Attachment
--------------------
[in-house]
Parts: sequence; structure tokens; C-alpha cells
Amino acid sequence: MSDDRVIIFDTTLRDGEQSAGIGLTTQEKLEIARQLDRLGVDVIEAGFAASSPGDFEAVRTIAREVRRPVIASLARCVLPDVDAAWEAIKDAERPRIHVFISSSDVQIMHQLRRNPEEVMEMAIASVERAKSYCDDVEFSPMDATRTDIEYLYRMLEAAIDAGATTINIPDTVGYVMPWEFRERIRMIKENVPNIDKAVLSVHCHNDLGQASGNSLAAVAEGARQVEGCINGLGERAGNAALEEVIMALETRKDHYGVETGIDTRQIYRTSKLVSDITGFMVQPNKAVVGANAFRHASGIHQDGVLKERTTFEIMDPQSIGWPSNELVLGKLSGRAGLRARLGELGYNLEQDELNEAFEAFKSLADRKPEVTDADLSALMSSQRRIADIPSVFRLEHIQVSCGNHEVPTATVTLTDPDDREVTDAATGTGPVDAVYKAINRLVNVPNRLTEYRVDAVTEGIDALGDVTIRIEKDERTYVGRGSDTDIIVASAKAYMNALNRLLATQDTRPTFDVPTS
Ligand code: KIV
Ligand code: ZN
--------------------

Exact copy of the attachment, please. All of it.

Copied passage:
[in-house]
Parts: sequence; structure tokens; C-alpha cells
Amino acid sequence: MSDDRVIIFDTTLRDGEQSAGIGLTTQEKLEIARQLDRLGVDVIEAGFAASSPGDFEAVRTIAREVRRPVIASLARCVLPDVDAAWEAIKDAERPRIHVFISSSDVQIMHQLRRNPEEVMEMAIASVERAKSYCDDVEFSPMDATRTDIEYLYRMLEAAIDAGATTINIPDTVGYVMPWEFRERIRMIKENVPNIDKAVLSVHCHNDLGQASGNSLAAVAEGARQVEGCINGLGERAGNAALEEVIMALETRKDHYGVETGIDTRQIYRTSKLVSDITGFMVQPNKAVVGANAFRHASGIHQDGVLKERTTFEIMDPQSIGWPSNELVLGKLSGRAGLRARLGELGYNLEQDELNEAFEAFKSLADRKPEVTDADLSALMSSQRRIADIPSVFRLEHIQVSCGNHEVPTATVTLTDPDDREVTDAATGTGPVDAVYKAINRLVNVPNRLTEYRVDAVTEGIDALGDVTIRIEKDERTYVGRGSDTDIIVASAKAYMNALNRLLATQDTRPTFDVPTS
Ligand code: KIV
Ligand code: ZN